Shadows of Forgotten Ancestors has often been described as a Carpathian Romeo and Juliet – that is, if Romeo had the tenacity to live after his beloved’s death. Sergei Paradjanov prefaces the tragic tale set in the Carpathian mountains as the land “forgotten by God and men”, and from the austerity of the environment, it is evident that survival comes at a high price. In essence, the story is incidental to the observations of daily peasant life: the Orthodox order of mass, the rites of spring, the rhythm of the sickle cutting the fields. A young man, Ivan (Ivan Nikolaichuk), falls in love with Marichka (Larisa Kadochnikova), the daughter of the man who killed his father. As his mother’s only surviving child, he leaves the village to work as a hired laborer to provide for her. However, before he can return to Marichka, she falls to her death in an attempt to rescue an errant lamb. The story then follows Ivan through his descent into despair, marriage to the sensual Palagna (Tatyana Bestayeva), and Palagna’s inevitable betrayal. Continue reading
Description: A 40 minute documentary discussing the friendship of Tarkovsky and Parajanov and their contrasting filmmaking styles and personalities, including interviews with friends and associates. Continue reading
Sergei Paradjanov can, without exaggeration, be called one of the most distinctive filmmakers of the 20th century. Indeed, Federico Fellini, Michelangelo Antonioni and Andrei Tarkovsky were among the many admirers of his fascinating powers of visualization. This biopic, evincing an original take on the genre, relates some of the key moments in the life and work of this director of genius, a native Armenian who was persecuted by the Soviet authorities. We watch Paradjanov as he makes his ground-breaking films Shadows of Forgotten Ancestors and The Colour of Pomegranates, and also during his imprisonment by the communist regime. The filmmakers present Paradjanov as a gifted artist overflowing with ideas, but also as a complicated personality. In creating the film’s artistic vision, the directing duo relies heavily on Paradjanov’s own, unmistakable trademark style, vividly showing the audience his distinctive way of seeing the world. Continue reading
The work of painter, musician, mystic and filmmaker Sergei Paradjanov (1924-1990) constantly defies categorisation. His films are notable for their lyrical inspiration and great aesthetic beauty, but riled the Soviet authorities to such an extent that Paradjanov faced constant harrassment throughout his life. Like his earlier film, Shadows of Our Forgotten Ancestors (1965), The Colour of Pomegranates was banned…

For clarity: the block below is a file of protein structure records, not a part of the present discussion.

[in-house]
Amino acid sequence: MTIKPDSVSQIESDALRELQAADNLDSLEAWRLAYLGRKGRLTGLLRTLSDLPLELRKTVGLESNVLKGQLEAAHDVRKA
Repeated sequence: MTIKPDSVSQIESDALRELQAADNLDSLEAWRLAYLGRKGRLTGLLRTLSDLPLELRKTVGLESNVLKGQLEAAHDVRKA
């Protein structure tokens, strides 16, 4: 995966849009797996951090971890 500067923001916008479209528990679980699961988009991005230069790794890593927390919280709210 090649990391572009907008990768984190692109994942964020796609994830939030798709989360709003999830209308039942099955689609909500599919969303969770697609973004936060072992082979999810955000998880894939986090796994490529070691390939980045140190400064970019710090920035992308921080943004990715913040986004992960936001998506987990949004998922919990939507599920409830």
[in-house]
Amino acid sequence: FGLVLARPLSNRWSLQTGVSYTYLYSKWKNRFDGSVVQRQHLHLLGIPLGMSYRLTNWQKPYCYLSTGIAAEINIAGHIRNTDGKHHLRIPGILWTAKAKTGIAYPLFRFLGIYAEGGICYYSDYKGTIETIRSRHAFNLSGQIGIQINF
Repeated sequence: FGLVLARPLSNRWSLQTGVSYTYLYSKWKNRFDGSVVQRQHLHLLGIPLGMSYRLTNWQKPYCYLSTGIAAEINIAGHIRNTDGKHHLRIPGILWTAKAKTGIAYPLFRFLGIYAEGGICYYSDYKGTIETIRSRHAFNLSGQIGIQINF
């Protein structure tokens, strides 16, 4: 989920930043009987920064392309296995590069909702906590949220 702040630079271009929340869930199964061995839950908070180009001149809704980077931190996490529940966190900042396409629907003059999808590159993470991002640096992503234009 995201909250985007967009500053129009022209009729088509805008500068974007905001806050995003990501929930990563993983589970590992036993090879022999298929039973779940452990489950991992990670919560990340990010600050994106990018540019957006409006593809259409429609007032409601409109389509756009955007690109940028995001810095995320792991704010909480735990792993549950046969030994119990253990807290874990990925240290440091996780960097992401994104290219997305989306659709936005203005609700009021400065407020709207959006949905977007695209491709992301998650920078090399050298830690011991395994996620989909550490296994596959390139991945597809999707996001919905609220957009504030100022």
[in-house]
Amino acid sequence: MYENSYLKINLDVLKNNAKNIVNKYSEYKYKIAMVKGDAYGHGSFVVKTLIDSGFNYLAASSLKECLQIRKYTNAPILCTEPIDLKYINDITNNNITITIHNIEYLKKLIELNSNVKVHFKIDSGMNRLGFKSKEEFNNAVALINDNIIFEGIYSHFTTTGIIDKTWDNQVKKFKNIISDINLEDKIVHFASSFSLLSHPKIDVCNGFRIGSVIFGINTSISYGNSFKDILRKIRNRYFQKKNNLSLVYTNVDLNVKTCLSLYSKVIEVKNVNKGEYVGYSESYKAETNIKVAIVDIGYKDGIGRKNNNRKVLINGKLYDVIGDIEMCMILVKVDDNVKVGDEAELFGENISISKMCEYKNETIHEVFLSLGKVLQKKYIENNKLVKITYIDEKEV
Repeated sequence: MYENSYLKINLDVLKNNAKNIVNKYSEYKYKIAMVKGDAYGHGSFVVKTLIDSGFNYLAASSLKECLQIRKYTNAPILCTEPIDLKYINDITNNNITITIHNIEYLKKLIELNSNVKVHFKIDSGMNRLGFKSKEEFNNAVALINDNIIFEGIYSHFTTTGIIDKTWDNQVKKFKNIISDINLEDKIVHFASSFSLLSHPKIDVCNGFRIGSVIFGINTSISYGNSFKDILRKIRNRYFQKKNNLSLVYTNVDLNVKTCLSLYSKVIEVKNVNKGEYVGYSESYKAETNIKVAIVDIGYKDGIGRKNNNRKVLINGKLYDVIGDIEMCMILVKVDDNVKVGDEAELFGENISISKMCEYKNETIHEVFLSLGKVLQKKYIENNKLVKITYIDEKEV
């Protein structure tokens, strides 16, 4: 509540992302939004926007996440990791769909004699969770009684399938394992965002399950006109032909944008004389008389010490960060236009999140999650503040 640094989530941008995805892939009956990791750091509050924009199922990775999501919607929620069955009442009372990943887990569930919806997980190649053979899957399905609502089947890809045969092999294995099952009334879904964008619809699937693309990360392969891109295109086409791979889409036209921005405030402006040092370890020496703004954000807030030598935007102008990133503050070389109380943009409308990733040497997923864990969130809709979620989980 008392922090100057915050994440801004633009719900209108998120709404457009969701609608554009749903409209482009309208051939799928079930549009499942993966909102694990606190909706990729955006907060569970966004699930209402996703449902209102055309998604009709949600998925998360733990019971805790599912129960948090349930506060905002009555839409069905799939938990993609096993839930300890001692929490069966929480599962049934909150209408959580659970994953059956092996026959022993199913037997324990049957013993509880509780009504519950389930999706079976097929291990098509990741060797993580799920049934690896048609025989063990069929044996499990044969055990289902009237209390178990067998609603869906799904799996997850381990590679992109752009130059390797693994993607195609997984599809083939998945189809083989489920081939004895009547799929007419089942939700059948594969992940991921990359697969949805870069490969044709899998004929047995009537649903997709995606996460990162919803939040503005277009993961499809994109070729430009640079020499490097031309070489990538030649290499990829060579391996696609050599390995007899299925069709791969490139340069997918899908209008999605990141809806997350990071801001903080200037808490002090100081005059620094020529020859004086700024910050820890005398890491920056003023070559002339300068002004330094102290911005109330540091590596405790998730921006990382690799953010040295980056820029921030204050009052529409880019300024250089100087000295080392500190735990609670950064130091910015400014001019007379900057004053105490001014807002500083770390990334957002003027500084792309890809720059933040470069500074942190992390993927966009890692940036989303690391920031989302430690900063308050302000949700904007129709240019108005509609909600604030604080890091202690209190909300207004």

Ostensibly a biopic of rebellious 18th century Armenian poet Sayat Nova, The Colour of Pomegranates follows the poet’s path from his childhood wool-dying days to his role as a courtier and finally his life as a monk. But Armenian director Sergei Paradjanov warns us from the start that this is no ordinary biopic: “This is not a true biography,” he has his narrator state during the opening credits. Continue reading
The film shows the unique world of artist Sergei Parajanov, whose brilliant images in films and collages aroused the suspicion of Soviet authorities. Unexpectedly, this last all-embracing interview, given at the 1988 München Film Festival, has become a film legacy.
Sergei Parajanov was born an Armenian in Georgia. He studied at the Moscow Film School and worked as a director in the Ukraine. His stylistic vitality and “plasticism” – a term he used to describe his films – enabled him to creative universal images. Continue reading
I am Sergei Parajanov! shot a few months after Parajanov’s death. Features archive photographs, his collages, the clips from Sayat-Nova (1968), Ashik Kerib (1988), the making of The Legend of the Surami Fortress (1984) and a few views of the house he lived. Continue reading
“Ukrainskaya Rapsodiya” (the USSR, 1961) of Sergueï Paradjanov is a film saga of oceanic proportion with many rivers flowing into it. The characters are the affluents which mix in and distinguish themselves within the furrows of the storyline. An ocean of images but of musics too. Cause the film evolves more by its musical quality, then by its narration.
Orksana, talented student at the Ukrainian Academy likes Antonin whom she met in her youth. Here the love is less tumultuous in retrospect to “Pervyy Paren” (USSR, 1958) of the same Paradjanov, even if a certain formal expression of it remain. In this third feature of the Armenian filmmaker; the Second World war, one of the rare History adaptations of Paradjanov, come to disturb the peaceful flow. “Ukrainskaya Rapsodiya” thus enter in a powerful melody, the railroads, industrial symbols of the river, cross in several plans, as if to illustrate the opulence of the livings. Continue reading